On social media platforms, individual people have the opportunity to share their personal experience, personal knowledge, or personal opinions with those in their network, contributing to the knowledge creation process of their culture. I think this can be a collaborative, enriching, and beneficial experience for both the contributing individuals and the culture itself, but I think there’s a narrow gap between what constitutes a beneficial contribution and what constitutes a negative contribution that’s either just making noise or taking up space. I think the fine line between meaningful contributions and meaningless contributions is related to how much time people take to read new information, to reflect on that information, and then to construct a response. Since the advent of social media, it feels like time is slipping away from us, forcing people to respond to each other faster and faster, inevitably impacting the quality of our thoughts and the manner by which we express them.
I believe this is something that could be fixed, but right now, the underlying problem with social media is the addictive aspect of it. It’s constantly begging for more: more content, more likes, more replies, more feedback. It asks people to give it more and more until they reach a point where they’re incapable of giving more, and yet they continue to use it under the false premise that they have something to offer. It convinces people that they always have more, when in fact, all they’re giving it is more of itself. They’re not contributing any new content. They’re just regurgitating the same information it’s giving them. I consider this to be a deeply disturbing process because I see it as chipping away at the novelty and beauty of personal knowledge. Not only does this process create a more homogenous culture, it also removes people from their own experiences, making it harder and harder for them to contribute meaningful, deeply personal content. Over time, I think people begin to lose sight of their personal knowledge, or how to cultivate their own knowledge, and they begin to see themselves solely as the content they’ve been fed through their social media platforms. When this happens, the divide between personal and public knowledge has been lost, or an individual is so far removed from their own experience, they don’t even know what constitutes their personal knowledge anymore.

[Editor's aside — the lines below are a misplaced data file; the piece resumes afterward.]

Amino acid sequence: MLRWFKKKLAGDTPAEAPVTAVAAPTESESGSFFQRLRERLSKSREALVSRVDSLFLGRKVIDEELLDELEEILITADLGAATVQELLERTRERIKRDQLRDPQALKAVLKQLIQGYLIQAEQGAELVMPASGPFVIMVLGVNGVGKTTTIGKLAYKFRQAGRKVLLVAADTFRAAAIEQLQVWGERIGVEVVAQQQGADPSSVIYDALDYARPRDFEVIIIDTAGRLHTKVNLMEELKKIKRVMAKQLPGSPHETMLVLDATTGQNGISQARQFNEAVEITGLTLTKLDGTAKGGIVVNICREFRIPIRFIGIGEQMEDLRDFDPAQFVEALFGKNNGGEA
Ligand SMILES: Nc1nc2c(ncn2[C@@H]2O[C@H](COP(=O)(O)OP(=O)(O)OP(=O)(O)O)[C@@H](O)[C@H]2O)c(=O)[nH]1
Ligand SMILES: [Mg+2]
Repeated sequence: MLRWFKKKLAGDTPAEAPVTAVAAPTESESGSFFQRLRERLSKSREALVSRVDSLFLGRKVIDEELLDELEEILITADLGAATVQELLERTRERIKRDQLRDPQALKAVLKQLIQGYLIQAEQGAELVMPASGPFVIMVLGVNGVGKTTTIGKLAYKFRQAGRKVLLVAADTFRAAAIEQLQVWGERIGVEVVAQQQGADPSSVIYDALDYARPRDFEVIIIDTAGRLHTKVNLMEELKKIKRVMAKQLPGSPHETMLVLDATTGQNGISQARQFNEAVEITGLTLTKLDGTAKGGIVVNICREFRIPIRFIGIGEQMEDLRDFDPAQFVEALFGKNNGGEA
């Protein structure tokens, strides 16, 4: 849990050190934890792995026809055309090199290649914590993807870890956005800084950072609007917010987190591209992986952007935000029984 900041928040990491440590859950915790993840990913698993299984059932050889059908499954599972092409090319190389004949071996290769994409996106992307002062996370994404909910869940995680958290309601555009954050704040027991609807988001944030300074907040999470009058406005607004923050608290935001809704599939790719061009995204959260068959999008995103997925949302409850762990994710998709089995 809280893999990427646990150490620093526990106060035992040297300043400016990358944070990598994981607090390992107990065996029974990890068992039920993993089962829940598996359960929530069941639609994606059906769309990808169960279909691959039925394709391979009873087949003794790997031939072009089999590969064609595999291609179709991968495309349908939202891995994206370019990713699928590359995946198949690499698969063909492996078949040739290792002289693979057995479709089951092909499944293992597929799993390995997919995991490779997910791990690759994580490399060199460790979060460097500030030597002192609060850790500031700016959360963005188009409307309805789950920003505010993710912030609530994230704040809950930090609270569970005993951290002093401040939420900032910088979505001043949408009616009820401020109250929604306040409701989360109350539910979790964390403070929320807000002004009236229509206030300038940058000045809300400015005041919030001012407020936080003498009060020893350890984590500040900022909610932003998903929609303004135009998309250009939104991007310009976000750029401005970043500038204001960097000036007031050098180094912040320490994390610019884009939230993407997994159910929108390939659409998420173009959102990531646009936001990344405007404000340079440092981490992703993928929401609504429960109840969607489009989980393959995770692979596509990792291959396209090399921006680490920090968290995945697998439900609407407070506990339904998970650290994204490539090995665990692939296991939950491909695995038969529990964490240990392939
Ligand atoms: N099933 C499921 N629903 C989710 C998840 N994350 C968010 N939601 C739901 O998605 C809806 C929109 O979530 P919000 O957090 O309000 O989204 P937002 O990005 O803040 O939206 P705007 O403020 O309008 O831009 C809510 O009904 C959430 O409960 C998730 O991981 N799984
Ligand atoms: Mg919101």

Many people, and I think sometimes unbeknownst to them, are so obsessed with finding and offering new content, that they begin to live their lives through the context of externalizing their experiences, which I also find deeply problematic. I got rid of Facebook about six years ago because I found myself taking pictures of trips and friends for the sole purpose of sharing them online. We’re asked to share so much of ourselves that it forces us to always be on the lookout for new content, which in turn prevents us from actually experiencing the moments we intend to share online. We’re losing our ability to exist for the sake of existing because social media is teaching us that existence warrants a reward if only we can prove that it happened.
As a person who is studying culture and personally interested in the interactions between cultures and individuals, I thought I could safely use social media by creating distance between myself and it, but I’d be lying to myself if I believed I could actually do that. I think the tragedy of social media is that it’s designed to be addictive. An intimate relationship has been harbored between social media platforms and the advertisers who sustain them, with the integrity of our selfhood paying the cost of admission. I think the worth of our attention, our time, and our ideas is more than some company’s stock price. We can do better than this. If we want to maintain diversity within our culture, I think we either need to change the way social media sites are organized, or people need to leave the sites until we can create new platforms that work for us, not against us. Until then, I’m going to stay off social media, and I hope you leave too.
(I’m also totally aware there are social media buttons below this post, but alas, what to do…)